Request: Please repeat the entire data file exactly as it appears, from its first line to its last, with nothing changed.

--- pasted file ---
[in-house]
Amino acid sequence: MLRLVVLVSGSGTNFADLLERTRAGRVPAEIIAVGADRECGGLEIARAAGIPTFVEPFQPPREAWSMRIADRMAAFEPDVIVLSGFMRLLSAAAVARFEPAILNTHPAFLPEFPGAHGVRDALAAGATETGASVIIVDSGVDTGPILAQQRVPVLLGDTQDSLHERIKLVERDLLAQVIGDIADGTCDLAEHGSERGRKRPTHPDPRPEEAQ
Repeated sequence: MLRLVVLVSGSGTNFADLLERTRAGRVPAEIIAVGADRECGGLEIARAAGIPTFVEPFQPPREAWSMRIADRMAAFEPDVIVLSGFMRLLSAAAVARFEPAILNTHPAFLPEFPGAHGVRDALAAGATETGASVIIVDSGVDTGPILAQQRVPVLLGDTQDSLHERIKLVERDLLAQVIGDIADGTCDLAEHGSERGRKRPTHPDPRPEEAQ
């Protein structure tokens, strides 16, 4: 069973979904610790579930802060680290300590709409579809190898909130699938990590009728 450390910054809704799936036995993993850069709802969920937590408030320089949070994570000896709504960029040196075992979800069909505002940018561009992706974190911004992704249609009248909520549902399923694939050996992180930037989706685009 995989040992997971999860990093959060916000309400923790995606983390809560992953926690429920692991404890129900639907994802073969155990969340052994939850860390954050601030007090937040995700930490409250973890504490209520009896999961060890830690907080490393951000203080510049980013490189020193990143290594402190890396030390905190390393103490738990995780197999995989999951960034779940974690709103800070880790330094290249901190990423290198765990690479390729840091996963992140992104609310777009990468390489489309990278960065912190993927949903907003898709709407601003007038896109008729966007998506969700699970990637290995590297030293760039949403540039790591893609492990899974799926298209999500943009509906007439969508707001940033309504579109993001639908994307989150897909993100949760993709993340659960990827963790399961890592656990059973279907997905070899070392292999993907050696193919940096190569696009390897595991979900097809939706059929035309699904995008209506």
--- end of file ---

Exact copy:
[in-house]
Amino acid sequence: MLRLVVLVSGSGTNFADLLERTRAGRVPAEIIAVGADRECGGLEIARAAGIPTFVEPFQPPREAWSMRIADRMAAFEPDVIVLSGFMRLLSAAAVARFEPAILNTHPAFLPEFPGAHGVRDALAAGATETGASVIIVDSGVDTGPILAQQRVPVLLGDTQDSLHERIKLVERDLLAQVIGDIADGTCDLAEHGSERGRKRPTHPDPRPEEAQ
Repeated sequence: MLRLVVLVSGSGTNFADLLERTRAGRVPAEIIAVGADRECGGLEIARAAGIPTFVEPFQPPREAWSMRIADRMAAFEPDVIVLSGFMRLLSAAAVARFEPAILNTHPAFLPEFPGAHGVRDALAAGATETGASVIIVDSGVDTGPILAQQRVPVLLGDTQDSLHERIKLVERDLLAQVIGDIADGTCDLAEHGSERGRKRPTHPDPRPEEAQ
């Protein structure tokens, strides 16, 4: 069973979904610790579930802060680290300590709409579809190898909130699938990590009728 450390910054809704799936036995993993850069709802969920937590408030320089949070994570000896709504960029040196075992979800069909505002940018561009992706974190911004992704249609009248909520549902399923694939050996992180930037989706685009 995989040992997971999860990093959060916000309400923790995606983390809560992953926690429920692991404890129900639907994802073969155990969340052994939850860390954050601030007090937040995700930490409250973890504490209520009896999961060890830690907080490393951000203080510049980013490189020193990143290594402190890396030390905190390393103490738990995780197999995989999951960034779940974690709103800070880790330094290249901190990423290198765990690479390729840091996963992140992104609310777009990468390489489309990278960065912190993927949903907003898709709407601003007038896109008729966007998506969700699970990637290995590297030293760039949403540039790591893609492990899974799926298209999500943009509906007439969508707001940033309504579109993001639908994307989150897909993100949760993709993340659960990827963790399961890592656990059973279907997905070899070392292999993907050696193919940096190569696009390897595991979900097809939706059929035309699904995008209506």